The Office Holiday Party has become an obligatory event where a company gets to show its appreciation to its employees for the hard work they put in throughout the year.
It’s generally a weird dynamic – dress everyone up, add booze, throw in a +1 that does not know anyone or get any of the inside jokes, and it becomes a potent formula for awkwardness, entertainment, and disaster. The holiday party is a huge minefield that can ruin your career. Or it can be an opportunity to shine.
Here are some do’s and don’ts to make your holiday party go well for you and your career:
Drink too much alcohol. Theoretically, this could be the entire list. The root cause of pretty much every conceivable bad outcome - from hitting on the boss’ wife, making an ass of yourself on the dance floor, to getting a DUI on the ride home, starts with alcohol consumption. My advice is all things in moderation: pace yourself (and your date, if you bring one) – and try to stay behind the pack. If everyone is getting hammered, you can still have a good time, but you don’t have to be the one to get falling-down drunk in front of the whole executive team & HR. Nobody wants to get fired in December for being a drunken lout at the holiday party.
Dress inappropriately. Make sure you know the dress code for the party. Generally speaking, most holiday parties are dressier than the standard work attire. If there is an ugly sweater theme, its OK to wear an ugly sweater. For ladies, it’s OK to up your game a bit but keep it classy – think “wedding guest” vs. “clubbing in Vegas.” Showing the office you can clean up well can enhance your reputation.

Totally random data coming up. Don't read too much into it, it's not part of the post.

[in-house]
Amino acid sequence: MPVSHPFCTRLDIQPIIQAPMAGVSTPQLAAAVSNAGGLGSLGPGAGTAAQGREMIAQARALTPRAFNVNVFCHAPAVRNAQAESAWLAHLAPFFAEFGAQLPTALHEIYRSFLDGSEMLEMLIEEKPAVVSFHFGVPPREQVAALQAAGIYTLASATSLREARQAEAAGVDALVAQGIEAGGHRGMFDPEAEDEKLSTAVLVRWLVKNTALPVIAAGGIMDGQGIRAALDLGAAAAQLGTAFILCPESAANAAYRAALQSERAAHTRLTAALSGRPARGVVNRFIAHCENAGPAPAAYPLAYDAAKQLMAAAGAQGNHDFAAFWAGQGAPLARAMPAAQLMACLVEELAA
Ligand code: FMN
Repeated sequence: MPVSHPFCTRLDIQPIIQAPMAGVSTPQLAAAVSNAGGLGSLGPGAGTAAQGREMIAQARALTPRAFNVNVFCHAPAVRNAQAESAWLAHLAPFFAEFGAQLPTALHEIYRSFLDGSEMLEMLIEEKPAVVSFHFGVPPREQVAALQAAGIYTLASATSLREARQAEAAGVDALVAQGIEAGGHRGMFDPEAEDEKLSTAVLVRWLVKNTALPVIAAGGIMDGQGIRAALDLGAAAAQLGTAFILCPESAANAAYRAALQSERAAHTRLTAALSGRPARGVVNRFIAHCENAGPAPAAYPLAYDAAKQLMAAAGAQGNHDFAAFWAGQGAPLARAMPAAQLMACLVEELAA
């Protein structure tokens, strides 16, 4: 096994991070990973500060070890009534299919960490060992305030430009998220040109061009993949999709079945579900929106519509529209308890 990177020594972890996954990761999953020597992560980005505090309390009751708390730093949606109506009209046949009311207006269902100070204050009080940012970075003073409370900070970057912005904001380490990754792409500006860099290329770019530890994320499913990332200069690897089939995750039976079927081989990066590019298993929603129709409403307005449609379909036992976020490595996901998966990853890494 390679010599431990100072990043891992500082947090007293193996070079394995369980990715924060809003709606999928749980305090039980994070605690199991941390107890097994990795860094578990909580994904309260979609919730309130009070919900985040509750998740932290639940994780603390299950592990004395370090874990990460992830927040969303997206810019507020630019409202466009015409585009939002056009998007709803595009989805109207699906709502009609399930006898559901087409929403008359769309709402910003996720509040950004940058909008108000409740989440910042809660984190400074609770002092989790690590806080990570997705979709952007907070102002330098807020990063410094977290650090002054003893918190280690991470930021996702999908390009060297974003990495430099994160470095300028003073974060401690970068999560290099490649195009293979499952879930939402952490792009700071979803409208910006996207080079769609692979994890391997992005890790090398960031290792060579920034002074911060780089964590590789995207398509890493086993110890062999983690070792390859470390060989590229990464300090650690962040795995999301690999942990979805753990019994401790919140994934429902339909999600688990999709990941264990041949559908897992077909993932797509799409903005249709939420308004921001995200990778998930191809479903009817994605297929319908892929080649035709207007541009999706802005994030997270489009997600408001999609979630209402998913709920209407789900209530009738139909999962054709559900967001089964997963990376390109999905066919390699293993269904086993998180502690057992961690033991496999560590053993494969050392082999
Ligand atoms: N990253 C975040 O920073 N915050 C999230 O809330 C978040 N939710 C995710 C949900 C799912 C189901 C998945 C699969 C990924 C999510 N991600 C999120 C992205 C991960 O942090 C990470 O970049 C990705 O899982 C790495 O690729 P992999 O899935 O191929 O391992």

Hook up, hit on or harass anyone. See #1 above. Even if you think nobody is watching you sneak off with the intern, they are. Also not appropriate to finally tell Karen in marketing all about your crush on her. If you are a manager - you could end up with a lawsuit and "your fired" for Christmas.
Be a Grinch. If there is some kind of theme or game (like a gift exchange) – play ball. If your Secret Santa gift came from the vending machine in the break room because you forgot, you’ll look like a jerk.
Talk shop. It can be tough to find things to talk about other than work, but you should try. Especially if there are dates there who are struggling to stay in the conversation in the first place.
Offer to help. Depending on the party, you can offer to help with the planning, set-up, or clean-up. It’s a generally stressful and thankless job that someone was tagged with and the help will be appreciated. If you are a leader in the company, consider dipping into your own wallet if appropriate. I once had a manager pay for the party out of his pocket when there was no budget that year (unbeknownst to us minions), and get everyone on his team small but meaningful gifts. Getting a reputation for generosity is not a bad thing.
Be inclusive. Talk to people from other departments, your boss’ boss, and your co-workers dates (let’s face it, you kinda want to know what kind of woman would marry Ted from accounting). It’s an opportunity to meet new people and get to know people outside of the normal work circles. You might be able to build connections in other parts of the company that will benefit you later.
Plan ahead. If the party is at a co-worker’s house - get a nice gift for the host. If the party is at a restaurant or other venue and there will be alcohol involved, arrange for safe transportation or hotel arrangements ahead of time.
Be gracious. Thank whoever planned the event. If you are a manager, be sure to thank each of your subordinates and their spouses for all they do for you and the company. Thank their spouses for helping your employees stay on their game during all the long days, travel, etc.
Give your significant other the option to opt-out. Let’s face it, getting invited to a party where you only know one person is not fun for most people. They won’t get any of the jokes, stories, or speeches. It’s really taking one for the team. Letting them off the hook might be the best present you give them.
Hopefully these pointers are valuable to you and can help you soon.
Remember: It can take years to build your professional reputation and minutes to destroy it.
Whatever you do, have fun, be gracious, and be safe. Cheers!
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